In a three-hour speech delivered on 27 September 1977 Pol Pot included a few words in honour of the national anthem of Democratic Kampuchea: ‘Our national anthem clearly shows the essence of our people’s struggle. As you know, our national anthem was not composed by a poet. Its essence is the blood of our entire people ... This blood call has been incorporated into the national anthem.’ A colossal amount of actual blood was wasted by the Khmer Rouge. Kiernan estimates it as about 20 per cent of the previous population, or ‘at least 1.5 million Twenty years before Rwanda, the DK regime was on a genocidal track. There is no reason to believe the killing would have slowed, had it not been stopped by the Vietnamese Army.’
However, the anthem (which did mention blood in almost every line) was not exalting mere haemoglobin. ‘Blood’ in this essentialist sense is the precious, inherited gist of an ‘entire people’, the secret of a nation passed on in trust from one generation to the next. But ‘entire people’ should not be read literally either: it did not mean everybody who lived in pre-1975 Cambodia, and not even everyone ‘of Khmer descent’ in a certifiable or physical sense. Phnom Penh and the ancien régime had been full of traitors and vendus, as well as foreigners. These false Khmers had to be got rid of, which could only be done with the assistance of a ‘true Khmer’ stereotype. Although the Marxist ideology deployed by Pol Pot prescribed ‘workers and peasants’ for the slot, in practice Cambodia had only peasants. Not just any peasants, however: the well-off ones were no good, since privilege might have aligned them with the enemy. It had to be the poor – or, in terms of ancient piety, the simple – peasants who bore the blood-burden of the national soul. This is why they figured so prominently in the hectorings of Khmer Rouge ideologist Khieu Samphan:
Did university graduates know anything about the true natural sciences? No ... everything was done according to foreign books and foreign standards. Therefore it was useless. By contrast our children in the rural areas have always had very useful knowledge. They can tell you which cow is tame and which is skittish. They can mount a buffalo from both sides ... They are practically masters of nature [and] only this should be called natural science because it is closely connected with the reality of the nation, with the ideas of nationalism, production, national construction and national defence.
Such true Khmers had to re-educate their fallen cousins in the meaning of ‘national’. That was best accomplished on the spot, close to the soil. Instead of taking peasant brigades to the cities, therefore, the cities were emptied out into the fields. Foreign obsessions and selfish individualism would be beaten out of people there, by a regime of productive if arduous labour which would also increase food production and make Cambodia self-sufficient, or ‘truly independent’. This would swiftly bring about ‘a clean social system ... a new society sound, clean, free of corruption, hooliganism, graft, embezzlement, gambling, prostitution, alcoholism, or any kind of hazardous games’.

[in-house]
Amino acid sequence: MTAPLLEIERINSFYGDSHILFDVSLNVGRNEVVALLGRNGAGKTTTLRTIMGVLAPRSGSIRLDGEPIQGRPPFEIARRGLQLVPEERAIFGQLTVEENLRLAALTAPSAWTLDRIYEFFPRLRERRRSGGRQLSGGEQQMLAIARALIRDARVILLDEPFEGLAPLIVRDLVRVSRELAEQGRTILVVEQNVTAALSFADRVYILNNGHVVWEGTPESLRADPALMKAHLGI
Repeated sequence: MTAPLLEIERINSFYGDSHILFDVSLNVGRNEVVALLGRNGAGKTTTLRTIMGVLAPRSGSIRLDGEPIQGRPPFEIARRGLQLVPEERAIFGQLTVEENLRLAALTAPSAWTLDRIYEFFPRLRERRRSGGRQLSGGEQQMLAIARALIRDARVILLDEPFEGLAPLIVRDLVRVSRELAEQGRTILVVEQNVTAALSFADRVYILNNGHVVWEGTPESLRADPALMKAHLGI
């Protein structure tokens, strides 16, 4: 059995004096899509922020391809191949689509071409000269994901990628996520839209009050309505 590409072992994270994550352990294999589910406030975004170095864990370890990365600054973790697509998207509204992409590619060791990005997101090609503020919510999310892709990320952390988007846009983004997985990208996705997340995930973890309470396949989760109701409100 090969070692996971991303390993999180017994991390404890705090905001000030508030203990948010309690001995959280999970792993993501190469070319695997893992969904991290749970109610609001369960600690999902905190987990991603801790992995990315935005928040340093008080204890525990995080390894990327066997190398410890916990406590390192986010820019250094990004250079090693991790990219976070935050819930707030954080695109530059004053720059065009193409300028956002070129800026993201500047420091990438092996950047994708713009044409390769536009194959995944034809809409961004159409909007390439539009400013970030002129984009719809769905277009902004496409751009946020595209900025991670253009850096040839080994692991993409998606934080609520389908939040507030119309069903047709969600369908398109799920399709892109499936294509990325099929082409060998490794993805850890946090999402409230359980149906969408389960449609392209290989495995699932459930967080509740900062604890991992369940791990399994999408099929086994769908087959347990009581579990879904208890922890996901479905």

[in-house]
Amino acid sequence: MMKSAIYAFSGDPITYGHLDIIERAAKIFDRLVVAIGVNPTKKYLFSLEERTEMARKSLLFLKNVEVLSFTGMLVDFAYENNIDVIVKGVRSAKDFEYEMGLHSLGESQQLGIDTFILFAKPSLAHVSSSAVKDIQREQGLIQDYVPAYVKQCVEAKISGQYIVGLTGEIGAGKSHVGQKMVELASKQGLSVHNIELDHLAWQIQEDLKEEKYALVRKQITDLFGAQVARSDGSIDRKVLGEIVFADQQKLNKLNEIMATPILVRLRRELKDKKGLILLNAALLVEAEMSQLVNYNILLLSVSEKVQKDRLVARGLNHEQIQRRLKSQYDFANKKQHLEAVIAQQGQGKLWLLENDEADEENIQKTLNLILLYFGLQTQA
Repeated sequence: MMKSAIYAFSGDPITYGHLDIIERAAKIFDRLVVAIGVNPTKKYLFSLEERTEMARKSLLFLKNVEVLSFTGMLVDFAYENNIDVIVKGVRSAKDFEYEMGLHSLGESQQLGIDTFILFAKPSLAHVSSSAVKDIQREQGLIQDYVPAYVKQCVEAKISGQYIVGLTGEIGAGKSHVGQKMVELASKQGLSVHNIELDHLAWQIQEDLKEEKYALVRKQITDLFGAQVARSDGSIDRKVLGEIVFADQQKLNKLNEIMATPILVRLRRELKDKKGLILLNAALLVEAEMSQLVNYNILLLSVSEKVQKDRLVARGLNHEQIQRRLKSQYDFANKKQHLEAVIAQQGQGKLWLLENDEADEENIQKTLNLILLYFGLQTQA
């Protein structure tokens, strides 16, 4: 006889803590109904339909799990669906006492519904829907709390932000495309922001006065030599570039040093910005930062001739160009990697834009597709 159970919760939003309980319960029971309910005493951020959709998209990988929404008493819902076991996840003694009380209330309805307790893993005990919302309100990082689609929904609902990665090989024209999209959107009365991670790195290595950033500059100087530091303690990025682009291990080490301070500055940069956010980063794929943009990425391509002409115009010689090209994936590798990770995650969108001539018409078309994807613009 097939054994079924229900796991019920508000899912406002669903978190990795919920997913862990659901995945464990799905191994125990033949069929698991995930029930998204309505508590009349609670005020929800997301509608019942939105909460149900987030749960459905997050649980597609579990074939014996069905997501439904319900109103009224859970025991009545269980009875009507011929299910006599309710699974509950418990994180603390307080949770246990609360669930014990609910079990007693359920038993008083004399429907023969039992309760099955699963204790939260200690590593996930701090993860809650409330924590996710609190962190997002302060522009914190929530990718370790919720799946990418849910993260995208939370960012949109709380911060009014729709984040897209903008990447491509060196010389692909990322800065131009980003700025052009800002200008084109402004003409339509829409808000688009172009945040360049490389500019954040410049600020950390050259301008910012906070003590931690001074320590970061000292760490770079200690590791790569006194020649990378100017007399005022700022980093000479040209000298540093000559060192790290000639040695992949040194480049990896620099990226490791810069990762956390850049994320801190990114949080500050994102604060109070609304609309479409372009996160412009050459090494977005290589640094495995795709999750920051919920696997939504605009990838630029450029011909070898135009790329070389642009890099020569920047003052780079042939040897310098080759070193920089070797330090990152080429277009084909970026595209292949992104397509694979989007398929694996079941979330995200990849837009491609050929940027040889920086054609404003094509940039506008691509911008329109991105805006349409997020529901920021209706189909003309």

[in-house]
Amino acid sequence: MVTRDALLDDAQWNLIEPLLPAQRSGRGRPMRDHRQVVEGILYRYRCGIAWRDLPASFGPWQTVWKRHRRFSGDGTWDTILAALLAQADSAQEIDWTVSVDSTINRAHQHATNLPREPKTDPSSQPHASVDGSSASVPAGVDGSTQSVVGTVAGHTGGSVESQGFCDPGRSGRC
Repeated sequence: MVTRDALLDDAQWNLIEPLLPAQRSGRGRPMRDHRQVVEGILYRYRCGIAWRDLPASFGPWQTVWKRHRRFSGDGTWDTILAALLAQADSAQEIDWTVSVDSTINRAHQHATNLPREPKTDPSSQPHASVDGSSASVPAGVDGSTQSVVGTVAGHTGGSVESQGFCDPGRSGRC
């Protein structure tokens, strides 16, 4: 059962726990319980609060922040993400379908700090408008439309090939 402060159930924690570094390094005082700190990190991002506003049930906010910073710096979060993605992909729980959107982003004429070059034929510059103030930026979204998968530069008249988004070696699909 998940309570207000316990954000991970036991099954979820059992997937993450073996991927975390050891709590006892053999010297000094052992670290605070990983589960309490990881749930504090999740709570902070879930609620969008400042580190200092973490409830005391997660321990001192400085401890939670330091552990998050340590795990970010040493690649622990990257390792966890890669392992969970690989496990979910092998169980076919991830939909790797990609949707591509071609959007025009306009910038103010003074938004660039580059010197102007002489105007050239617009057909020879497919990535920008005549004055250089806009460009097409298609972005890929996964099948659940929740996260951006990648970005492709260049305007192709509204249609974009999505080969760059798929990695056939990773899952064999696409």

All those who could not or would not be cleaned up, died. Betrayal of the slightest unclean impulse meant extinction. Pol Pot and Khieu Samphan were of course influenced by the Chinese Cultural Revolution: they thought the Red Guards had chickened out. After beating up a few ancien régime egg-heads they stopped short of vacating Peking and abolishing money. Now it was up to Cambodia. The flames of peasant nationalism had been fanned by Mao’s Great Leap Forward. But the same fire was far more intense among the Khrners, a small and historically vulnerable people equipped with a relegation complex and an indurate hatred for its neighbours. By harnessing and directing that, the Cambodian Party thought it had the possibility of forging an exemplary rural-socialist state. For the first time in modern history, ‘autarchy’ or total self-sufficiency might be realisable. Caldwell had envisaged such a model theoretically, but without imagining its bloody potential.
According to Kiernan, other than ethnic purity, the key theme in the resultant Cambodian frenzy was what he calls ‘the struggle for central control’, or ‘the Khmer Rouge Centre’s unceasing ... struggle for top-down domination’. However, the one really implied the other. Stereotypically simple peasants could not themselves plan or organise their new hegemony, or decide who were the incompatible elements and what to do with them. That was the task of the Party. It spoke ‘in the name of the soil-cultivators’, of course, as orthodox Communists did for the working class. But the ability to distinguish tame and skittish cows did not go very far, and neither did a traditional rankling sense of ‘us and them’. Most of the message had therefore to be made up by the revolutionaries as they went along. General Marxist apologetics was too forward-looking to contribute much: however delusionary in detail, it was at least concerned with an imminent industrialised future, and with out-producing capitalism on its own unclean terms. The ethno-nationalist stereotype, by contrast, offered significant advantages as an instrument of control and coercion.